More than 1,000 Swiss moved to Germany last year, at a time when the volume of trade between the two countries fell to its lowest since 1975.This content was published on April 19, 2010 - 08:17
The figure of 1,126 comes as a surprise because it is more than double the number who emigrated the previous year.
It also comes at a time when political strains have surfaced between Switzerland and its main trading partner, particularly over tax matters.
While much has been written about Germans who have come to settle in Switzerland in recent years, little has been said about the Swiss who have found a new home in their northern neighbour.
Germany also happens to be the most popular holiday destination for the Swiss with a total of 3.86 million overnight stays (+4.7 per cent compared with 2008).
There are around 76,600 Swiss in Germany who are registered with the authorities in Bern; the increase of 1,126 in 2009 is a 1.5 per cent rise on the previous year and easily beats the increases in the ranks of the Swiss in France (+0.8 per cent) and Italy (+1 per cent).
It even exceeds the average increase in total Swiss emigration of 1.3 per cent last year.
When it comes to age, the Swiss colony in Germany seems to be younger, with the share of pensioners less than in France or Italy. In other words, it is mainly those in employment who are emigrating.
Dynamic economic relations
All these figures are evidence, despite the crisis year of 2009, of dynamic economic relations between the two countries, says Daniel Heuer, deputy director of the German-Swiss Chamber of Commerce.
On the other side of the coin, many working Germans emigrated to Switzerland but considerably fewer than the previous year (+17,119). They represented about 15 per cent - or 250,000 - of the total number of foreigners in Switzerland, only second to Italians.
To put that figure into perspective, in 1914 when Switzerland had a population of about three million, there were already more than 200,000 Germans then.
Switzerland’s high attractiveness for working foreigners shows its healthy economy, according to Ralf Bopp, who is director of the German-Swiss chamber.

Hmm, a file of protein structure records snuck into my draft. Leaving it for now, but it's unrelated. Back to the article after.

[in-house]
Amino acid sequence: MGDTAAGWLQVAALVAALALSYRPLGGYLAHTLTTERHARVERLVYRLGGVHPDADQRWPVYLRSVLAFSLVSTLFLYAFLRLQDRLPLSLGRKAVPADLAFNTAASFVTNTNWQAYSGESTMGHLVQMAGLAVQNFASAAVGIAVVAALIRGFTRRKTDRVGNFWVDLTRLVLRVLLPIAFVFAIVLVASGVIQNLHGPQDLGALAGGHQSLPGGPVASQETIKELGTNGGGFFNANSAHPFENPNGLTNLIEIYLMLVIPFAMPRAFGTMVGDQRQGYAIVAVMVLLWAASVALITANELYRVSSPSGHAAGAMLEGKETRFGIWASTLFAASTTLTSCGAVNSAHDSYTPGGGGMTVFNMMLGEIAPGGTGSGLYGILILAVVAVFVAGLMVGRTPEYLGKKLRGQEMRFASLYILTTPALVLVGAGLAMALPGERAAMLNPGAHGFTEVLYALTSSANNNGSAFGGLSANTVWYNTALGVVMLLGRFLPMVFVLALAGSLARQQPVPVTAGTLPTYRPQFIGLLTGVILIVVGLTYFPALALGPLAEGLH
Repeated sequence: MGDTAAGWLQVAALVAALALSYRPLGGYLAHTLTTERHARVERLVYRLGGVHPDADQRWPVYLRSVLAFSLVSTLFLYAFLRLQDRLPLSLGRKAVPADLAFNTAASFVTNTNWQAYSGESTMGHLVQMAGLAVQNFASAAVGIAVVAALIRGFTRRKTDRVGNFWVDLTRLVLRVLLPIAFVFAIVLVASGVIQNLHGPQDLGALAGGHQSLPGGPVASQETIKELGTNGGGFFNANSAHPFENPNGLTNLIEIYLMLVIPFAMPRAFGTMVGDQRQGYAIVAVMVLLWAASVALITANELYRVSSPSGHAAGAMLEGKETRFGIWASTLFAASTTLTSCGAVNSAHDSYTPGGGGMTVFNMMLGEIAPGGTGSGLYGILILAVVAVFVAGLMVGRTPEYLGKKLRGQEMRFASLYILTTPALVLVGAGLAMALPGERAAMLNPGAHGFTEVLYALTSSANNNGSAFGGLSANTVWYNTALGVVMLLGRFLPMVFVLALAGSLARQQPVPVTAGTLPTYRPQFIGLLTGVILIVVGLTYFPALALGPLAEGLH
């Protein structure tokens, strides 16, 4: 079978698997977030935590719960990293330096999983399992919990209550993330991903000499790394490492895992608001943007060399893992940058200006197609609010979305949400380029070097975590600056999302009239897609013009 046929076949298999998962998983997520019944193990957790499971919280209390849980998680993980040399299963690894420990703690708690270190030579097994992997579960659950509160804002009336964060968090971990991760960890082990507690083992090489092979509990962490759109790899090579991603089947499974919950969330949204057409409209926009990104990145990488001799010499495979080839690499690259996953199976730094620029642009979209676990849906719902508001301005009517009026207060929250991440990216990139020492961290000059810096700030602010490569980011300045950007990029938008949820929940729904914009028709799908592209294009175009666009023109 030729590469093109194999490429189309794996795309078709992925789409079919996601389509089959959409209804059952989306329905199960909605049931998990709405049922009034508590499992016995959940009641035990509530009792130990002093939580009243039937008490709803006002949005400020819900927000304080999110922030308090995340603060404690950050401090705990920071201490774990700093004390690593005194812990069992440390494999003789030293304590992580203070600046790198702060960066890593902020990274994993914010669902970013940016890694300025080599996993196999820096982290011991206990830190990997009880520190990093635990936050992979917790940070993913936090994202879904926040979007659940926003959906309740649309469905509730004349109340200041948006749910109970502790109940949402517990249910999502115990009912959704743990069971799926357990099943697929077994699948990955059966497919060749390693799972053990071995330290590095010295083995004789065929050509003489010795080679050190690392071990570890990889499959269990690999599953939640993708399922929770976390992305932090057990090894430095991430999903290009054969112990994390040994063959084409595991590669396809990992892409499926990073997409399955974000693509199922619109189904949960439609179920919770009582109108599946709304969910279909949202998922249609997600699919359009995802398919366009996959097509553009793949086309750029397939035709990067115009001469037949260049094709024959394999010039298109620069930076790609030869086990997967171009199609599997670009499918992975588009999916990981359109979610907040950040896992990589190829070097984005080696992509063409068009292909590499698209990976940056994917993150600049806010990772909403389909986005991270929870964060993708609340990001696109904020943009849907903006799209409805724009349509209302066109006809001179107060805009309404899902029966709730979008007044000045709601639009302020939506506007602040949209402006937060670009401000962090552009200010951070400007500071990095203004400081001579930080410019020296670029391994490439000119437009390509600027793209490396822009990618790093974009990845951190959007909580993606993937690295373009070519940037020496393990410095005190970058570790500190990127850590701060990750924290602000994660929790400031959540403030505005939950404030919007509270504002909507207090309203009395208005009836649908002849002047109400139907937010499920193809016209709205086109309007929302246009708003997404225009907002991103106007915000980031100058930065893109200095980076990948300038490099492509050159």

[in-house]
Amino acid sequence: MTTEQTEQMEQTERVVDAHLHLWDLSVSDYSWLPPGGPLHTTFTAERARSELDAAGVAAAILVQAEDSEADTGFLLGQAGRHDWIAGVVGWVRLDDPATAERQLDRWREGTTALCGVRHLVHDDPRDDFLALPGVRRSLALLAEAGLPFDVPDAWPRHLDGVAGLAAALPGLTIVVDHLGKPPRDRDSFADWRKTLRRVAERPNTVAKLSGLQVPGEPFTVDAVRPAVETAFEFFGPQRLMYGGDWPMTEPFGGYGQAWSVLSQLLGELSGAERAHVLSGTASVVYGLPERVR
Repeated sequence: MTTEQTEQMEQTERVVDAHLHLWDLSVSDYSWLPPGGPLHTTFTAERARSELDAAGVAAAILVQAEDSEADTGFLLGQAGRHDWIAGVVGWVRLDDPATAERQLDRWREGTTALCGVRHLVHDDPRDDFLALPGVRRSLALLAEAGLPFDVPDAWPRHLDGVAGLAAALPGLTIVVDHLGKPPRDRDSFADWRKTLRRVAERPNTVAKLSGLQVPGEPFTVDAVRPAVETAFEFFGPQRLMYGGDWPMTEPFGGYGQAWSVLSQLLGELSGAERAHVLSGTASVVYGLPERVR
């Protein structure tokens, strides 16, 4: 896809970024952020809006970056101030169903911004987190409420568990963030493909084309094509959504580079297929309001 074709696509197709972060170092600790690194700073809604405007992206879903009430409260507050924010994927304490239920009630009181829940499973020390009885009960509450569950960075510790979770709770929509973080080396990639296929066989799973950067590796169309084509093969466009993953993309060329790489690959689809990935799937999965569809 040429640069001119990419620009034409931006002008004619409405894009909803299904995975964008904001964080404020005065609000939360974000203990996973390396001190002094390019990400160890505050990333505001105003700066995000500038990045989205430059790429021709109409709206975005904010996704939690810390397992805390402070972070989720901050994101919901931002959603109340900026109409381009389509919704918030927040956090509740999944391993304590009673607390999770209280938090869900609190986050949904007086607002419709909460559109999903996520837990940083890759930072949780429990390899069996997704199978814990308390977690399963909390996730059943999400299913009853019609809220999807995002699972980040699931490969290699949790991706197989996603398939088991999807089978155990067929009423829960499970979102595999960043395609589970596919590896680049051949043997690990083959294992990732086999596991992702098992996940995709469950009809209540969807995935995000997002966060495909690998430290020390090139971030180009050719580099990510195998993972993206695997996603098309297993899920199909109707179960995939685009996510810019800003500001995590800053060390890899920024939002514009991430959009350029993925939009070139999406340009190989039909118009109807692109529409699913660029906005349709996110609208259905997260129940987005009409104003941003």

Despite the decline in foreign trade (-16.4 per cent to SFr89.1 billion or $84.1 billion), Swiss direct investment in Germany increased by €3.4 (SFr4.9 billion).
Expanding market share
This includes business by companies on the spot, such as acquisitions and takeovers, and not in an indirect form, for example as securities or shares.
Statistics show there are 1,470 Swiss companies active in Germany; they have a total annual turnover of SFr171.8 billion and employ 327,000 people. These are significant figures which are not mentioned much in the ongoing political discussions between the two countries.
In comparison, German companies in Switzerland employ “only” about 100,000 people and record sales of around SFr90 billion (figures from 2007).
The chamber of commerce says the motivation for this Swiss direct investment is primarily to be found in the expansion of market position. Out- and global sourcing activities in industry have greatly increased in recent years with the result that companies have sought to get nearer to their cross-border markets and customers.
Bopp says that German firms like the general business conditions in Switzerland, while Swiss companies are attracted by the enormous market potential and good labour productivity.
The chamber is normally very neutral. However, at its annual meeting with the media and in view of the political strains and the troubled climate between the two countries, the chamber for once put its reserve to one side.
As a body, it has to be actively engaged in campaigning against existing and looming barriers to trade and services. As a result, it has made it clear that the German authorities should not make use of stolen data from Swiss bank clients.
From a strictly legal point of view it’s not a question of the handling of stolen goods. But the chamber feels that all companies should be able to rely on a system of data protection that works.
In addition, the chamber of commerce is calling for the speedy conclusion of a new double taxation agreement between the two countries, so that an orderly legal assistance system can come into force.
“The chamber also welcomes the proposal by Swiss bankers for a final withholding tax on investment income and capital gains,” Bopp said, and it hopes for a “signal of a definitive turning point in tax disputes”.
Alexander Künzle, swissinfo.ch (Adapted from German by Robert Brookes)
Swiss exports to Germany in 2009 totalled SFr35.2 billion, 15.7% less than the previous year. Imports were down by 16.9% at SFr53.8 billion.
One of the factors hampering trade was the strength of the Swiss franc against the euro.
The volume of trade between both countries fell to its lowest level since 1975 (oil crisis).
However, Germany remains Switzerland’s main trading partner. Most imported goods are from Germany (33.6%), while 19.5% of Swiss exports went to Germany.
Double taxation agreement
A protocol of amendment to the existing double taxation agreement between Switzerland and Germany was initialled in Berlin on the fringes of a meeting on March 26 between Swiss Finance Minister Hans-Rudolf Merz and his German counterpart Wolfgang Schäuble.
The extension of administrative assistance in tax matters in accordance with the standard of the Organisation for Economic Co-operation and Development is the key element of the revision of the accord.
The text extends administrative assistance to tax evasion (in addition to tax fraud) but does not include an automatic exchange of information.
Germany acknowledged that Switzerland will not provide administrative assistance on the basis of purchased bank data.
A bilateral working group has been set up to clarify unresolved financial and tax issues.
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